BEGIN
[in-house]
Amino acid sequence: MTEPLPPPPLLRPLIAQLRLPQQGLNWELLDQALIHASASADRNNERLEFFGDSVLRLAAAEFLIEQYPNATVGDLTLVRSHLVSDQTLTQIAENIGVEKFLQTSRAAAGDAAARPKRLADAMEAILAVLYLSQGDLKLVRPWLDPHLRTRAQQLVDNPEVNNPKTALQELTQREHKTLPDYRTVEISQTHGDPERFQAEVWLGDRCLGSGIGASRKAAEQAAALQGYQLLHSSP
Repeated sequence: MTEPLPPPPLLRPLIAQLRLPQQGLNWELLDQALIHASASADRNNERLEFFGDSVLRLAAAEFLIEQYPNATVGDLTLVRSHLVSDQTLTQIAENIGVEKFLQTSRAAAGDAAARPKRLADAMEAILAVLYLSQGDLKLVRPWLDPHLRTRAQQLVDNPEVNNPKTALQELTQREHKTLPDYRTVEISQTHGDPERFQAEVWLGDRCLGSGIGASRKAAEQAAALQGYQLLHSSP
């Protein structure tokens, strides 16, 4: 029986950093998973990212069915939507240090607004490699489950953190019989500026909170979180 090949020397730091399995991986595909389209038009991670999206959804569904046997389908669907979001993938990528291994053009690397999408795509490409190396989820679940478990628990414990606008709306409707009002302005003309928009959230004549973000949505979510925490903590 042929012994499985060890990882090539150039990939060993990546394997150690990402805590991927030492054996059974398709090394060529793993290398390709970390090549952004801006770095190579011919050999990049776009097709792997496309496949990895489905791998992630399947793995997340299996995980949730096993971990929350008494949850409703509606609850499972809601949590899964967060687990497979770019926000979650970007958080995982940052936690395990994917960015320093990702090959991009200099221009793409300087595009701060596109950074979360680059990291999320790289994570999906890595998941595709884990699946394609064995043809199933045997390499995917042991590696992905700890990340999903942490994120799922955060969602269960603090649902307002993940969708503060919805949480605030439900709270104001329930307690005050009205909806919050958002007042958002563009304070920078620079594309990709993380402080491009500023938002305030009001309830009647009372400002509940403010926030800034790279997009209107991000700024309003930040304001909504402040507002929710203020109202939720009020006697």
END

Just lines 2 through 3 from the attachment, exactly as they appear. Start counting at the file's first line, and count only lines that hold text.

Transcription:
Amino acid sequence: MTEPLPPPPLLRPLIAQLRLPQQGLNWELLDQALIHASASADRNNERLEFFGDSVLRLAAAEFLIEQYPNATVGDLTLVRSHLVSDQTLTQIAENIGVEKFLQTSRAAAGDAAARPKRLADAMEAILAVLYLSQGDLKLVRPWLDPHLRTRAQQLVDNPEVNNPKTALQELTQREHKTLPDYRTVEISQTHGDPERFQAEVWLGDRCLGSGIGASRKAAEQAAALQGYQLLHSSP
Repeated sequence: MTEPLPPPPLLRPLIAQLRLPQQGLNWELLDQALIHASASADRNNERLEFFGDSVLRLAAAEFLIEQYPNATVGDLTLVRSHLVSDQTLTQIAENIGVEKFLQTSRAAAGDAAARPKRLADAMEAILAVLYLSQGDLKLVRPWLDPHLRTRAQQLVDNPEVNNPKTALQELTQREHKTLPDYRTVEISQTHGDPERFQAEVWLGDRCLGSGIGASRKAAEQAAALQGYQLLHSSP